TYPICAL FEBRUARY. Water temperatures remain low after January’s cold snaps. As a result, most Laguna Madre species, especially those of delicate constitution such as speckled trout, will be holding deeper than normal.
Most anglers will be staying home until water temperatures creep closer towards normal (70 degrees or so). Those who feel the need to wet a line can still find some great fishing. The key is finding deep water.
The most obvious target for deep-water fishing is the Brownsville Ship Channel. This big ditch is reaches depths of more than 25 feet and is a fish magnet in the best of times.
When weather is hostile and water temperatures dip, trout, redfish, sheepshead, black drum, and other desirable LLM species see the warmer depths as sanctuary (see December, 2010 for further information).
Sunken concrete, broken-up metal, and various items that fall off of ships and barges provide structure that help hold fish.
Unlike in December, where the spots were located closer to Port Isabel, anglers should make a slightly longer run closer to the Port of Brownsville. It’s a little more gas, but well worth the run. You can also save on some fuel costs by dropping your boat in at the High 48 boat ramp, which is located between the Port and Port Isabel.
Some of the obvious targets are the points of some of the service channels that branch off of the main Ship Channel. The drop-offs on these points allow fish to set up near the security of deep water, plus a hunting ground should the sun warm the muddy bottom enough to be comfortable.
On sunny days, start by working a soft plastic or live shrimp under a popping cork in the shallower water (about 3 to 4 foot) to see if trout are actively cruising the ledge. If there are no takers, or it is a cloudy, cooler day, move off the ledge and either swim a soft plastic, or free-line your bait along the drop-off. The key is to be patient and thorough.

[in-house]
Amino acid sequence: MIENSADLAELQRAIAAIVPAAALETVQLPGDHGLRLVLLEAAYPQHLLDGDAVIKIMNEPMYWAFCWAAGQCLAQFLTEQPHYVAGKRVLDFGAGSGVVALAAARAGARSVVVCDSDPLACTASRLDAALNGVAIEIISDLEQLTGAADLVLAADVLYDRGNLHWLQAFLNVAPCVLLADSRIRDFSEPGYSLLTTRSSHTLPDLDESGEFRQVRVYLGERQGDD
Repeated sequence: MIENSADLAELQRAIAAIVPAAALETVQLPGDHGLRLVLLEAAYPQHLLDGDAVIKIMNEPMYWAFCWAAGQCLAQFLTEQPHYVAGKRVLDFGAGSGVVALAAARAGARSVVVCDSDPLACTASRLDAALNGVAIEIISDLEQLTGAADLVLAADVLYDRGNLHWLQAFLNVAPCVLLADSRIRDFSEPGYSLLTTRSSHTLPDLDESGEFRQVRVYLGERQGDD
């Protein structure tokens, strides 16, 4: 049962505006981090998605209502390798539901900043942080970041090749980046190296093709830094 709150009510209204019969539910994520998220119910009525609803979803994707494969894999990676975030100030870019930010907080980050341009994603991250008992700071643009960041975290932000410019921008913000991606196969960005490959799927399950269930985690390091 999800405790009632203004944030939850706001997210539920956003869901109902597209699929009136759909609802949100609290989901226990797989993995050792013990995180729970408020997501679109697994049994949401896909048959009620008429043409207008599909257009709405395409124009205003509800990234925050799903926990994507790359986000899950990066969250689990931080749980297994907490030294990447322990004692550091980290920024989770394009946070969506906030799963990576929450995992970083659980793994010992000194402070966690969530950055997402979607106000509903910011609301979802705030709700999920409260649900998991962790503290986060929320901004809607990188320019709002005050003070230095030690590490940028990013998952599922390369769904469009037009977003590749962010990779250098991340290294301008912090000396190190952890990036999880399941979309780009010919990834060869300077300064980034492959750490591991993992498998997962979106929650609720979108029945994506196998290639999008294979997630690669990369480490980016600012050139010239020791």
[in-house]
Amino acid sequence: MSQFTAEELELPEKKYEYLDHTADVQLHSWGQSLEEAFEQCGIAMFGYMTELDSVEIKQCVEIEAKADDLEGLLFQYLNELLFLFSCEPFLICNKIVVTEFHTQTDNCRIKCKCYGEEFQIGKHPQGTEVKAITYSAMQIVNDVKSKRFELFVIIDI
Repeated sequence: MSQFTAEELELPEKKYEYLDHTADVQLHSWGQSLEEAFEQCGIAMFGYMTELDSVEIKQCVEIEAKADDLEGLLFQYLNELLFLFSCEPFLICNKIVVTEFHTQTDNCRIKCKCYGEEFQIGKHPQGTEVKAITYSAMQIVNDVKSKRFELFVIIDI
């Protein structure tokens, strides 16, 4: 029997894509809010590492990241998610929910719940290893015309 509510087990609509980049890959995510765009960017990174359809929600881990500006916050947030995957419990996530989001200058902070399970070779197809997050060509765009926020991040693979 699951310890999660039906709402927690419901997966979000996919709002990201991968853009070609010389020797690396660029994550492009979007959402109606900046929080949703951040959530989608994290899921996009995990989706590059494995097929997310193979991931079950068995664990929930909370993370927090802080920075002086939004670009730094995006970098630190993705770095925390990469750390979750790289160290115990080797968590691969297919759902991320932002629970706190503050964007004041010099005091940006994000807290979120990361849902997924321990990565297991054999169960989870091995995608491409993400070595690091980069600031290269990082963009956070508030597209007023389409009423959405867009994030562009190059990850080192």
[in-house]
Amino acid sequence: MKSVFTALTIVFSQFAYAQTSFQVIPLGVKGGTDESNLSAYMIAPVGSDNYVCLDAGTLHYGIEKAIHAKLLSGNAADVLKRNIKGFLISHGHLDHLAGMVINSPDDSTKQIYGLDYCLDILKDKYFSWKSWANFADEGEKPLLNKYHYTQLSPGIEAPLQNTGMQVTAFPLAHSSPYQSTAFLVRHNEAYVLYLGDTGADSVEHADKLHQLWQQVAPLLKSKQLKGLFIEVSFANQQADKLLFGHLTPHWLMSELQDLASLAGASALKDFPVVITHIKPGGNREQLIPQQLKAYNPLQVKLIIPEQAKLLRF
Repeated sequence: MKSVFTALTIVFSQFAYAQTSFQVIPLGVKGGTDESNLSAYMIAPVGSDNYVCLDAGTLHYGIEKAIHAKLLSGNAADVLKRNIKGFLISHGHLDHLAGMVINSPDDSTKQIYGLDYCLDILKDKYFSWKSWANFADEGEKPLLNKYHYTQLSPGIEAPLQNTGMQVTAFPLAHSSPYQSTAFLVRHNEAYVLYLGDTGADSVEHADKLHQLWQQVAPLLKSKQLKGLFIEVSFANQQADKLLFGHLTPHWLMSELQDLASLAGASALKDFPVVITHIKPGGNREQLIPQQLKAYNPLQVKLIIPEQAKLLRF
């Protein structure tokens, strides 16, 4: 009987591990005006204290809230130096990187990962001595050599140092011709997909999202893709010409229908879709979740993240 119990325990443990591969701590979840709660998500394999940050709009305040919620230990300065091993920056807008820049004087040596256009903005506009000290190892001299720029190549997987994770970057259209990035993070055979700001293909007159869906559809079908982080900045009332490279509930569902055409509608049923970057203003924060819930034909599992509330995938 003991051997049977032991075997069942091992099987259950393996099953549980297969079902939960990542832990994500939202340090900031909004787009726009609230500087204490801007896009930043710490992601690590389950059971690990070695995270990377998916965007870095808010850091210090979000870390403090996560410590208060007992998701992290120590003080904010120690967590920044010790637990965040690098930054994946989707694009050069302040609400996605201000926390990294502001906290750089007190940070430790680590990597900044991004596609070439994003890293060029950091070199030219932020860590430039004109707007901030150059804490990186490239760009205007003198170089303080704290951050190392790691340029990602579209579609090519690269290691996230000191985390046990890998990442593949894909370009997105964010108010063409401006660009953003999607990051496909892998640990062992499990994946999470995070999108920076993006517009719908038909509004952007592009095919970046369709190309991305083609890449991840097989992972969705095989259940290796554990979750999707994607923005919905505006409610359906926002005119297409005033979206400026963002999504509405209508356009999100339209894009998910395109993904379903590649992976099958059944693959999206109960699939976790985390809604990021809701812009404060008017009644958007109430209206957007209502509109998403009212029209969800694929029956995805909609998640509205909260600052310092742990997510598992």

If the trout are on the point, work up and down the ledge on either side of the point until you locate your quarry. Naturally, a depth finder with a high-resolution transducer is very helpful to achieving your goal.
Admittedly, some anglers aren’t keen on the idea of running so far from homeport into relatively unfamiliar territory. So, does that mean that these anglers cry “no joy” and simply stay on dry land and have another cup of coffee at White Sands?
Anglers who want the relative security of staying close to port (or eschewing the windburn a long run in cold temperatures can provide) find deep water and structure in the Port Isabel Shrimp Basin, which is a short run west of down the Port Isabel channel. The deep water (30 feet) and docks and broken structure provide an excellent substitute for the Ship Channel.
The most popular spot is the drop-off near the dock of the old cement factory (look for the street light over the water), but the pilings of the docks up and down the shoreline are magnets for trout, sheepshead, black drum, some winter-paie mangrove snapper, and the occasional redfish.
The sheepsheads and trout will be hiding around the pilings, and drum will be closer to the bottom and a bit away from the docks, Some anglers throw out a prospecting rig with a live shrimp or chunk of crab into the deep water and put it in a rod holder while they fish the pilings; a lot of big drum get caught that way.
Do not be shocked to find some snook lurking about the pilings. There are two species of fat snook that don’t move out of the bay system the way common snook do. They seek out pilings and rip rap near deeper water to keep their body temperatures up.
They may be a bit sluggish, but they will strike the same baits and lures you may be throwing out for trout. They are hugging very close to structure, though; so don’t be surprised if they hit live bugs you throw out for sheepsheads.
This may be the same ol’ snotty February, but the fish are still out there, hungry. Of course, you could choose to stay warm and wait for spring, but where is the fun in that?
Location: Dolphin Point
Species: Black Drum, Sheepshead
Tips: Work the rocks with live or fresh shrimp for sheepies. Deeper water and bottom rigs are best for drum.
Email Calixto Gonzales at [email protected]